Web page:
Friday, July 30, 2010

First Solar Shows Utility Type Growth, Does it Deserve a Utility Type Multiple? A VERY Important Article for Solar Investors (FSLR; SPWRA; STP; TSL)

In early trade the stock is down $5.63 at $129.87.
Top line growth of 11.8% year-over-year and 4% sequentially from Q1 does not a growth stock make.
Here's a repost of a very solid bit of analysis done in late January:

A VERY Important Article for Solar Investors (I'm Talking to You First Solar, Trina Solar, Suntech and Sunpower) FSLR; SPWRA, SPWRB; STP; TSL; YGE
This is a few days old but worth the read if you have money in the sector. I sat on it because the group seemed to be bottoming.
I've been hearing similar rumblings (particularly on R&D) but The pulls it all together. A major piece by Eric Rosenbaum.
From TSCM:

Brave New Solar, or Grave New Solar?

There has been a debate within solar circles over the past year concerning the fate of the solar industry's bellwether stock, First Solar(FSLR Quote), and that debate boils down to this: Is First Solar still a growth stock? In May of 2008, First Solar was trading at over $311. On Wednesday, First Solar closed at $114.
While the specific solar industry dynamics that have driven First Solar down do not define the solar industry -- it has been the rise of low-cost Chinese solar players that have been instrumental in changing First Solar's fortunes -- the question about First Solar's growth prospects may be one solar investors are forced to extrapolate onto the entire solar space, given recent political events in Germany and Italy.
By most accounts, Germany is still planning to move ahead with a bigger and faster feed-in tariff reduction than the solar industry expected, and Italy is planning to implement an 8 gigawatt (GW) cap on its solar industry by 2020 that would position it -- one of the the biggest growth markets for solar -- with a less-than-expected growth scenario.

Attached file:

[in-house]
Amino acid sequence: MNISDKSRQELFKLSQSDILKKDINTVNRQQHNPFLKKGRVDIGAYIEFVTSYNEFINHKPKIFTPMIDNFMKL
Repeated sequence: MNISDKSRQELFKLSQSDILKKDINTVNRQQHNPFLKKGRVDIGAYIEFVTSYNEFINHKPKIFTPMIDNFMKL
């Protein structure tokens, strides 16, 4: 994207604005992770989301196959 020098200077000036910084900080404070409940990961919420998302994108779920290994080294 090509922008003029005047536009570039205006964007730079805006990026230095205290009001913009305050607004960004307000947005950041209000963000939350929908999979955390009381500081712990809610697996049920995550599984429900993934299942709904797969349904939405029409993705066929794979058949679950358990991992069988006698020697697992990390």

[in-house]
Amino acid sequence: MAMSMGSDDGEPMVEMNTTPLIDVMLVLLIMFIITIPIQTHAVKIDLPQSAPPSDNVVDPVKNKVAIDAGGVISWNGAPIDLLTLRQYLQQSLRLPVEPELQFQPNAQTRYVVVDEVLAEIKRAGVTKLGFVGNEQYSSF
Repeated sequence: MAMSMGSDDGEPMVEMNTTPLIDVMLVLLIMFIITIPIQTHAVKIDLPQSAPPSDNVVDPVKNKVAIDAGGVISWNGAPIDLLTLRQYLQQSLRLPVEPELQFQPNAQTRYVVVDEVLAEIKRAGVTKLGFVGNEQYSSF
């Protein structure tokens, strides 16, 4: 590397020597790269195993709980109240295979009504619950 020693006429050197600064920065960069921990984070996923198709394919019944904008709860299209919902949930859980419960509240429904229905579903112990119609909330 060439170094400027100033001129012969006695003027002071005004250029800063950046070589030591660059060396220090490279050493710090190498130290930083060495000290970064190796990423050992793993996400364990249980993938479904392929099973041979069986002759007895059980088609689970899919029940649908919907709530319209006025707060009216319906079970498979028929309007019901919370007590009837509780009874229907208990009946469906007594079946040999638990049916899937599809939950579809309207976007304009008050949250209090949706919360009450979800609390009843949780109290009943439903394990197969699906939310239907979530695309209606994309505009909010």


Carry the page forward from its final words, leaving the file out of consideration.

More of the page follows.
Thus, are we in fact headed into a brave new world of solar, or do the political currents in Europe that are seeking to wipe out the lucrative feed-in tariffs -- which have served as a form of solar welfare -- spell doom for photovoltaic solar before it has a chance to evolve into a more mature industry?
Burt Chao, an analyst with energy firm Simmons & Company, doesn't view the public solar companies, first and foremost, as growth stocks with a high risk-high profit opportunity -- though many investors and capital markets players have acted as if that is the solar end-game. Chao, rather, thinks it is high time for solar to actually begin acting like a long-term energy play. The solar industry needs to reinvent itself to finally be a part of the renewable energy future.
"The fact that all of these companies are still alive and kicking is because of government subsidies," Chao said bluntly, adding, "There has been undisciplined, irrational growth for too long, and a pace of growth less frenzied is better for solar."
The solar industry has known that the reductions in feed-in tariffs would be coming, and solar executives have said all the right things in the past about the need to move past tariffs as a way of growing the solar industry. Still, the solar industry hasn't exactly walked the walked of evolving itself while the getting has been good on lucrative feed-in tariffs, which generate high rates of return for solar projects.